Liraglutide (Victoza)

Is an incretin mimetic drug, it enhances glucose-dependent insulin secretion, suppress elevated glucagon secretion, and slow gastric emptying.

  • Route - Subcutaneous
  • Onset of Action - 3 min
  • Peak Plasma Concentration - 8-12 hr
  • Elimination Half-life - 13 hr
  • Duration of Action - 24 hr
49

Sodium Glucose Cotransorter Inhibitors (SGLT2 Inhibitors)

The inhibitors are a new class of oral drugs for the treatment of type 2 diabetes mellitus. They inhibit glucose reabsorption in the proximal renal tubules. They work independently of insulin to prevent glucose reabsorption, which results glycosuria.

50

Which is the most appropriate timing regarding the nurse's administration of a rapid-acting insulin to a hospitalized patient?

  1. Give it 15 minutes before the patient begins a meal.
  2. Give it image hour before a meal.
  3. Give it 1 hour after a meal.
  4. The timing of the insulin injection does not matter with insulin lispro.
  • Give it 15 minutes before the patient begins a meal.
51

Which statement is appropriate for the nurse to include in patient teaching regarding type 2 diabetes?

  1. “Insulin injections are never used with type 2 diabetes.”
  2. “You don't need to measure your blood glucose levels because you are not taking insulin injections.”
  3. “A person with type 2 diabetes still has functioning beta cells in his or her pancreas.”
  4. “Patients with type 2 diabetes usually have better control over their diabetes than those with type 1 diabetes.”
  • “A person with type 2 diabetes still has functioning beta cells in his or her pancreas.”
52

The nurse monitoring a patient for a therapeutic response to oral antidiabetic drugs will look for

  1. fewer episodes of diabetic ketoacidosis (DKA).
  2. weight loss of 5 pounds.
  3. hemoglobin A1C levels of less than 7%.
  4. glucose levels of 150 mg/dL.

<ul> <li>hemoglobin A1C levels of less than 7%.</li> </ul> <br>

53

A patient with type 2 diabetes is scheduled for magnetic resonance imaging (MRI) with contrast dye. The nurse reviews the orders and notices that the patient is receiving metformin (Glucophage). Which action by the nurse is appropriate?

  1. Proceed with the MRI as scheduled.
  2. Notify the radiology department that the patient is receiving metformin.
  3. Expect to hold the metformin the day of the test and for 48 hours after the test is performed.
  4. Call the prescriber regarding holding the metformin for 2 days before the MRI is performed.
  • Expect to hold the metformin the day of the test and for 48 hours after the test is performed.
54

A patient with type 2 diabetes has a new prescription for repaglinide (Prandin). After 1 week, she calls the office to ask what to do, because she keeps missing meals. “I work right through lunch sometimes, and I'm not sure whether I need to take it. What do I need to do?” What is the nurse's best response?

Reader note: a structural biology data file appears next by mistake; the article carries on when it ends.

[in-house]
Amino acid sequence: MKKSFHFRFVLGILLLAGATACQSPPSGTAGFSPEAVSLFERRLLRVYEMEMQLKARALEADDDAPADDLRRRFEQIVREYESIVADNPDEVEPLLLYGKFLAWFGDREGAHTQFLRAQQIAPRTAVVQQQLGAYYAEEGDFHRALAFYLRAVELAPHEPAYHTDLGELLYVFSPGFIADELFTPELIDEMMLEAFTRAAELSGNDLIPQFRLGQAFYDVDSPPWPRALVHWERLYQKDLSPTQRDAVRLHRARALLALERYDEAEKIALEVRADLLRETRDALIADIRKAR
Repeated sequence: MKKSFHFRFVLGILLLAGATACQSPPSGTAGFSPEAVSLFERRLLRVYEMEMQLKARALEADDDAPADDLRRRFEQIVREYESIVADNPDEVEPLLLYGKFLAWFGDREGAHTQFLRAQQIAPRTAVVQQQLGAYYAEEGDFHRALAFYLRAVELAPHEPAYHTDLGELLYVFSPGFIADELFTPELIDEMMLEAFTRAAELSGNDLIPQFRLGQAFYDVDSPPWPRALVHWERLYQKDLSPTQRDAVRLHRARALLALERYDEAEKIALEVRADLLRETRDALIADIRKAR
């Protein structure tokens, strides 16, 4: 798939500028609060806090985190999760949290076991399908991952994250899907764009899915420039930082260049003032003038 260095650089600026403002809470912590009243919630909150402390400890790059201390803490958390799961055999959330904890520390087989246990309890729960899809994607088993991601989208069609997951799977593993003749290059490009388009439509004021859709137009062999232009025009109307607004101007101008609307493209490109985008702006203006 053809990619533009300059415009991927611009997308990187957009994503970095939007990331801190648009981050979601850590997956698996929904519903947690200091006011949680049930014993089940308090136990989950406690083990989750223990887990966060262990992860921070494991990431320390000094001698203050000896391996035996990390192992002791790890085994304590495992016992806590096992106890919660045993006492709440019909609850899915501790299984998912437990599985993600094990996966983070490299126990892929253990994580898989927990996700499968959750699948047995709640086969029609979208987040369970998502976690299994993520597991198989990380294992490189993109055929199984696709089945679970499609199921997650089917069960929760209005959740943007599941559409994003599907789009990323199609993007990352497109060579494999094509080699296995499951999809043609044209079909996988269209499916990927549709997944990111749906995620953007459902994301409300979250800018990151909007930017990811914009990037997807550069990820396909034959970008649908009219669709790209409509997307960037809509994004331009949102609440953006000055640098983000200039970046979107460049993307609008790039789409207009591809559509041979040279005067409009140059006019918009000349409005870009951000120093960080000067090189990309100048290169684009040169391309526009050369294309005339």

1. “You need to try not to skip meals, but if that happens, you will need to skip that dose of Prandin.”
  2. “We will probably need to change your prescription to insulin injections because you can't eat meals on a regular basis.”
  3. “Go ahead and take the pill when you first remember that you missed it.”
  4. “Take both pills with the next meal, and try to eat a little extra to make up for what you missed at lunchtime.”
  • “You need to try not to skip meals, but if that happens, you will need to skip that dose of Prandin.”
55

When checking a patient's fingerstick blood glucose level, the nurse obtains a reading of 42 mg/dL. The patient is awake but states he feels a bit “cloudy-headed.” After double-checking the patient's glucose level and getting the same reading, which action by the nurse is most appropriate?

  1. Administer two packets of table sugar.
  2. Administer oral glucose in the form of a semisolid gel.
  3. Administer 50% dextrose IV push.
  4. Administer the morning dose of lispro insulin.
  • Administer oral glucose in the form of a semisolid gel.
56

A patient is taking metformin for new-onset type 2 diabetes mellitus. When reviewing potential adverse effects, the nurse will include information about: (Select all that apply.)

  1. Abdominal bloating
  2. Nausea
  3. Diarrhea
  4. Headache
  5. Weight gain
  6. Metallic taste
  • Abdominal bloating
  • Nausea
  • Diarrhea
  • Metallic taste
57

A patient who has a new diagnosis of type 2 diabetes asks the nurse about a new insulin that can be inhaled. “Is there a reason I can't take that drug?” Which condition, if present in the patient, would be a concern?

  1. Atrial fibrillation
  2. Chronic lung disease
  3. Hypothyroidism
  4. Rheumatoid arthritis
  • Chronic lung disease
58

Which is a rapid-acting insulin with an onset of action of less than 15 minutes?

  1. Insulin glargine (Lantus)
  2. Insulin aspart (NovoLog)
  3. Insulin detemir (Levemir)